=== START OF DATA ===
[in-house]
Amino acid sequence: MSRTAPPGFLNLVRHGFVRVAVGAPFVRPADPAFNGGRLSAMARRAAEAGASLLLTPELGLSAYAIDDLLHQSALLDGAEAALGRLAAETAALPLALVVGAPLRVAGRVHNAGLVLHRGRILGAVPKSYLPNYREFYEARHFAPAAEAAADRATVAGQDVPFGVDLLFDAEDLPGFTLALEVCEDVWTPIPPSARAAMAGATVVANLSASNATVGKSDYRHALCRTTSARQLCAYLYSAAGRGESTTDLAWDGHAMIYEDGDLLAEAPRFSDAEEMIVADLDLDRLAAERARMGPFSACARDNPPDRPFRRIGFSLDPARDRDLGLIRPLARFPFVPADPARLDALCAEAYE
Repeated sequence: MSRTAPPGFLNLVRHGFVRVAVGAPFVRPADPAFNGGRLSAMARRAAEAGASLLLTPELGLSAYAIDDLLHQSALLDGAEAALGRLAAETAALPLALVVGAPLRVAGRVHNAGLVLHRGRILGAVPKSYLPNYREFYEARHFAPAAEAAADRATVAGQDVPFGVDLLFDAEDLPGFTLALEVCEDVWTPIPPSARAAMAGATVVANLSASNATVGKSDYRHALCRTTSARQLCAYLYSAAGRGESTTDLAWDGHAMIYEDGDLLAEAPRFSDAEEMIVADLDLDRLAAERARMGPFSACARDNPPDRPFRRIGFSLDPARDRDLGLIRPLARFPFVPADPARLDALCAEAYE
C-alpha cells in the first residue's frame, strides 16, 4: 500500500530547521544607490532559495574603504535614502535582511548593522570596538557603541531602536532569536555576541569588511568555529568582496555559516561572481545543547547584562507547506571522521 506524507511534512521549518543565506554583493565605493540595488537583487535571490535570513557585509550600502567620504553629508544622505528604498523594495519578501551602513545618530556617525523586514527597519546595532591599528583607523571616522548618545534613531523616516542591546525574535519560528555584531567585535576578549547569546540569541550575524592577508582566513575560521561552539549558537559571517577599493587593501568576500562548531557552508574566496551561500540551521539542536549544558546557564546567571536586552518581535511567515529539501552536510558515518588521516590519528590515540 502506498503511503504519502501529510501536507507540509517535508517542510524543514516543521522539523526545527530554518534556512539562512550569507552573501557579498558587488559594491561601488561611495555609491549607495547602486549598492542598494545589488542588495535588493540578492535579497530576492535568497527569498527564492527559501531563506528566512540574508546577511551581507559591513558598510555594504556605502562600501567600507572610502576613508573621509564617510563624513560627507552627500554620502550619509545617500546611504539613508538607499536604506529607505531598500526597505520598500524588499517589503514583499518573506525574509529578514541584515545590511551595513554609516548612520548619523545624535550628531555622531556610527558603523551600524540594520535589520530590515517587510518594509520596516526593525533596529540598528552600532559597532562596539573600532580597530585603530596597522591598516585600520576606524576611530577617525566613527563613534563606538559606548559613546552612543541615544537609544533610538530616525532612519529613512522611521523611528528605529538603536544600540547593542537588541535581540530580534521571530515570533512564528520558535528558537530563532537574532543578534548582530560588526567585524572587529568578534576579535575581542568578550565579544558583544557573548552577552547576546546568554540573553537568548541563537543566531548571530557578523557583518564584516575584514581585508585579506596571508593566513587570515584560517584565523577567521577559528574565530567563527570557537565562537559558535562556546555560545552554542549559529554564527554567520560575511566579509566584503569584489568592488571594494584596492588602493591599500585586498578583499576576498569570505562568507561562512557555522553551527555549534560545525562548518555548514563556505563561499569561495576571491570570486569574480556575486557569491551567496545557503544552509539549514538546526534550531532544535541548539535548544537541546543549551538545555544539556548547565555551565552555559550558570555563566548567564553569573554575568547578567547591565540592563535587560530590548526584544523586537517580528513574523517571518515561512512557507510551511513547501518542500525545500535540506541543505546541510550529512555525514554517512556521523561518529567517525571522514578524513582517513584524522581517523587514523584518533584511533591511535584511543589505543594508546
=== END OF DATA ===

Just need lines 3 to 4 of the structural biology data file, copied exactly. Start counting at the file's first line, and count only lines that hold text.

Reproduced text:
Repeated sequence: MSRTAPPGFLNLVRHGFVRVAVGAPFVRPADPAFNGGRLSAMARRAAEAGASLLLTPELGLSAYAIDDLLHQSALLDGAEAALGRLAAETAALPLALVVGAPLRVAGRVHNAGLVLHRGRILGAVPKSYLPNYREFYEARHFAPAAEAAADRATVAGQDVPFGVDLLFDAEDLPGFTLALEVCEDVWTPIPPSARAAMAGATVVANLSASNATVGKSDYRHALCRTTSARQLCAYLYSAAGRGESTTDLAWDGHAMIYEDGDLLAEAPRFSDAEEMIVADLDLDRLAAERARMGPFSACARDNPPDRPFRRIGFSLDPARDRDLGLIRPLARFPFVPADPARLDALCAEAYE
C-alpha cells in the first residue's frame, strides 16, 4: 500500500530547521544607490532559495574603504535614502535582511548593522570596538557603541531602536532569536555576541569588511568555529568582496555559516561572481545543547547584562507547506571522521 506524507511534512521549518543565506554583493565605493540595488537583487535571490535570513557585509550600502567620504553629508544622505528604498523594495519578501551602513545618530556617525523586514527597519546595532591599528583607523571616522548618545534613531523616516542591546525574535519560528555584531567585535576578549547569546540569541550575524592577508582566513575560521561552539549558537559571517577599493587593501568576500562548531557552508574566496551561500540551521539542536549544558546557564546567571536586552518581535511567515529539501552536510558515518588521516590519528590515540 502506498503511503504519502501529510501536507507540509517535508517542510524543514516543521522539523526545527530554518534556512539562512550569507552573501557579498558587488559594491561601488561611495555609491549607495547602486549598492542598494545589488542588495535588493540578492535579497530576492535568497527569498527564492527559501531563506528566512540574508546577511551581507559591513558598510555594504556605502562600501567600507572610502576613508573621509564617510563624513560627507552627500554620502550619509545617500546611504539613508538607499536604506529607505531598500526597505520598500524588499517589503514583499518573506525574509529578514541584515545590511551595513554609516548612520548619523545624535550628531555622531556610527558603523551600524540594520535589520530590515517587510518594509520596516526593525533596529540598528552600532559597532562596539573600532580597530585603530596597522591598516585600520576606524576611530577617525566613527563613534563606538559606548559613546552612543541615544537609544533610538530616525532612519529613512522611521523611528528605529538603536544600540547593542537588541535581540530580534521571530515570533512564528520558535528558537530563532537574532543578534548582530560588526567585524572587529568578534576579535575581542568578550565579544558583544557573548552577552547576546546568554540573553537568548541563537543566531548571530557578523557583518564584516575584514581585508585579506596571508593566513587570515584560517584565523577567521577559528574565530567563527570557537565562537559558535562556546555560545552554542549559529554564527554567520560575511566579509566584503569584489568592488571594494584596492588602493591599500585586498578583499576576498569570505562568507561562512557555522553551527555549534560545525562548518555548514563556505563561499569561495576571491570570486569574480556575486557569491551567496545557503544552509539549514538546526534550531532544535541548539535548544537541546543549551538545555544539556548547565555551565552555559550558570555563566548567564553569573554575568547578567547591565540592563535587560530590548526584544523586537517580528513574523517571518515561512512557507510551511513547501518542500525545500535540506541543505546541510550529512555525514554517512556521523561518529567517525571522514578524513582517513584524522581517523587514523584518533584511533591511535584511543589505543594508546